World of Love w/ Isaac Mizrahi

Dog Save The People

24:27 min | 2 years ago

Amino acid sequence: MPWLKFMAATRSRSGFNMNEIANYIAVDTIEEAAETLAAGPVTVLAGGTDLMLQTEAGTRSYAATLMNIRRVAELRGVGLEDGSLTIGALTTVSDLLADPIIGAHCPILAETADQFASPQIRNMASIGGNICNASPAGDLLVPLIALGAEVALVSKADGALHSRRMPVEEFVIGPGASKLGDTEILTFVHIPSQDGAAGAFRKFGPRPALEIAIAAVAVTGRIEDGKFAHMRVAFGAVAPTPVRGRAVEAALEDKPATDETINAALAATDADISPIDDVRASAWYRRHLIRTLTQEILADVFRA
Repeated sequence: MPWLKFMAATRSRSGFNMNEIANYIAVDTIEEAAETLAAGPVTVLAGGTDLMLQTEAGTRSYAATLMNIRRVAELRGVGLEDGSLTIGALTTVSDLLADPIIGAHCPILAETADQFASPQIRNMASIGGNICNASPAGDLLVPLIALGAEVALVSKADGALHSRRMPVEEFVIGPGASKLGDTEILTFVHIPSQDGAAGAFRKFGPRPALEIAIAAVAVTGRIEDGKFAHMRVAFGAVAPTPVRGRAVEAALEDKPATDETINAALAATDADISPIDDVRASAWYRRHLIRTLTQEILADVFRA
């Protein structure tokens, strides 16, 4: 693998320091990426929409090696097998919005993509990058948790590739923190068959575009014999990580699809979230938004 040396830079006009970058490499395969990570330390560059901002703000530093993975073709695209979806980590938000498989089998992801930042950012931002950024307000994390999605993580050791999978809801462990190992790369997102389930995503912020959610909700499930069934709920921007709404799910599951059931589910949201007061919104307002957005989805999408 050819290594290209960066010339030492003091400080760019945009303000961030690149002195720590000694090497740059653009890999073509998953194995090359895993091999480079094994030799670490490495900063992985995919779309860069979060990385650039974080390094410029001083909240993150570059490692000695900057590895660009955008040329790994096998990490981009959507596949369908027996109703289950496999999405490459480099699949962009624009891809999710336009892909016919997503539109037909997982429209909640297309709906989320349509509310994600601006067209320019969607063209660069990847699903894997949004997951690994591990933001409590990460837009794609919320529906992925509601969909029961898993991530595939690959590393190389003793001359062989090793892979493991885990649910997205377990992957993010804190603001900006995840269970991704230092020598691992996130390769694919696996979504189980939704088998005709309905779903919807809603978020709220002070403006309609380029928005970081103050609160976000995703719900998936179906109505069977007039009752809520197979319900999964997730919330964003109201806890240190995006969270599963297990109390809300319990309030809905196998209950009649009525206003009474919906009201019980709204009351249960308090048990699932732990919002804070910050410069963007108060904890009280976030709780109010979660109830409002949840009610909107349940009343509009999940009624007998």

World of Love w/ Isaac Mizrahi